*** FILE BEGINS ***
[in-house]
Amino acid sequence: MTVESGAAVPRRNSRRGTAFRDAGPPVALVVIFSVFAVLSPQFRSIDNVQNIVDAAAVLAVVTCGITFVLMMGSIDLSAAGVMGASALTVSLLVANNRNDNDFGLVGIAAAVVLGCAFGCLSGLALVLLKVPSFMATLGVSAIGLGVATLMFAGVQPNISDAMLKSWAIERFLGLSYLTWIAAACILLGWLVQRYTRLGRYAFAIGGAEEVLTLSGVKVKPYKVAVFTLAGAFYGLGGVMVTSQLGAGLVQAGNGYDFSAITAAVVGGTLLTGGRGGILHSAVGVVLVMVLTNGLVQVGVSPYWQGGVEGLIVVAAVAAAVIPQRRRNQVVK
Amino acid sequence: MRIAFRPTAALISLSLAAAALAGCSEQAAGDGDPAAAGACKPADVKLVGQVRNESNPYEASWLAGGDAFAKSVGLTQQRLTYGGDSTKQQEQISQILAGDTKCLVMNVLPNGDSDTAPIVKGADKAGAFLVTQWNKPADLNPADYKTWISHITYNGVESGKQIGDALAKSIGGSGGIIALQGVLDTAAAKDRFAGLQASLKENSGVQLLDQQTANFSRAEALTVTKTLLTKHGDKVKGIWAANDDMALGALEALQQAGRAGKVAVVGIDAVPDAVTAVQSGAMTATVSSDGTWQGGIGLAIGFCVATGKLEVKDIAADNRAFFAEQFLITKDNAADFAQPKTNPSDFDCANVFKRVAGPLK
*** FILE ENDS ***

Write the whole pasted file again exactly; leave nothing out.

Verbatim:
[in-house]
Amino acid sequence: MTVESGAAVPRRNSRRGTAFRDAGPPVALVVIFSVFAVLSPQFRSIDNVQNIVDAAAVLAVVTCGITFVLMMGSIDLSAAGVMGASALTVSLLVANNRNDNDFGLVGIAAAVVLGCAFGCLSGLALVLLKVPSFMATLGVSAIGLGVATLMFAGVQPNISDAMLKSWAIERFLGLSYLTWIAAACILLGWLVQRYTRLGRYAFAIGGAEEVLTLSGVKVKPYKVAVFTLAGAFYGLGGVMVTSQLGAGLVQAGNGYDFSAITAAVVGGTLLTGGRGGILHSAVGVVLVMVLTNGLVQVGVSPYWQGGVEGLIVVAAVAAAVIPQRRRNQVVK
Amino acid sequence: MRIAFRPTAALISLSLAAAALAGCSEQAAGDGDPAAAGACKPADVKLVGQVRNESNPYEASWLAGGDAFAKSVGLTQQRLTYGGDSTKQQEQISQILAGDTKCLVMNVLPNGDSDTAPIVKGADKAGAFLVTQWNKPADLNPADYKTWISHITYNGVESGKQIGDALAKSIGGSGGIIALQGVLDTAAAKDRFAGLQASLKENSGVQLLDQQTANFSRAEALTVTKTLLTKHGDKVKGIWAANDDMALGALEALQQAGRAGKVAVVGIDAVPDAVTAVQSGAMTATVSSDGTWQGGIGLAIGFCVATGKLEVKDIAADNRAFFAEQFLITKDNAADFAQPKTNPSDFDCANVFKRVAGPLK